Infections Complicating the Care of Combat Casualties During Operations Iraqi Freedom and Enduring Freedom
BROOKE ARMY MEDICAL CENTER FORT SAM HOUSTON TX
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Continued assessment of casualty complications, such as infections, enables the development of evidence-based guidelines to mitigate excess morbidity and mortality. We examine the Joint Theater Trauma Registry JTTR for infections and potential risk factors, such as transfusions, among Iraq and Afghanistan trauma patients. JTTR entries from deployment-related injuries with completed records between March 19, 2003, and April 13, 2009, were evaluated using International Classification of Diseases-9 codes for infections defined by anatomicclinical syndromes andor type of infecting organisms. Risk factors included mechanisms of injury, patient demographics, Injury Severity Score ISS, and transfusion, including massive transfusions 10 units of packed red blood cells. We reviewed 16,742 patients entries 15,021 from Operation Iraqi Freedom 9,883 battle injuries BI and 1,721 from Operation Enduring Freedom 1,090 BI. A total of 96.6 were men and 77.6 were Army personnel. The majority of BI were due to explosive devices 36.3. There were 921 patients 5.5 who had one or more infection codes with only 111 0.6 recorded deaths 16 with infections. Infections were commonly gram-negative bacteria 47.6 involving skinwound infections 26.7, and lung infections 14.6. Risk factors or associations that were most notable in univariate and multivariate analysis were calendar year of trauma, ISS, and pattern of injury. Conclusion The 5.5 infection rate is consistent with previous military and civilian trauma literature however, with the limitations of the JTTR, the infection rate is likely an underrepresentation due to inadequate level V and long-term infectious complications data. Combat operational trauma is primarily associated with gram-negative bacteria typically involving infections of wounds or other skin structures and lung infections such as pneumonia.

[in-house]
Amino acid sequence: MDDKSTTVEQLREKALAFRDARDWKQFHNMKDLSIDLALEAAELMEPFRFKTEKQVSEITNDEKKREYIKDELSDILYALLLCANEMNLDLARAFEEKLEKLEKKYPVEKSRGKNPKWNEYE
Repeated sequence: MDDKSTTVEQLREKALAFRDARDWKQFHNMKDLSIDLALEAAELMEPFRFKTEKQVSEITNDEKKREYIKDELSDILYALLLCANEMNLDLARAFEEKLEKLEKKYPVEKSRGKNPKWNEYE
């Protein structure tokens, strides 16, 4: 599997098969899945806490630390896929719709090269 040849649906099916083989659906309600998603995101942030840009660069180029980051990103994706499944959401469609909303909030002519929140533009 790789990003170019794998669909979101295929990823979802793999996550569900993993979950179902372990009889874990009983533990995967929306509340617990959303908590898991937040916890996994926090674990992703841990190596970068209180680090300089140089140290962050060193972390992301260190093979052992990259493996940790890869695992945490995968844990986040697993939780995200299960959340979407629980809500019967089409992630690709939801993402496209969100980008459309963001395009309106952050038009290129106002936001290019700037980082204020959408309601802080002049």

- Medicine and Medical Research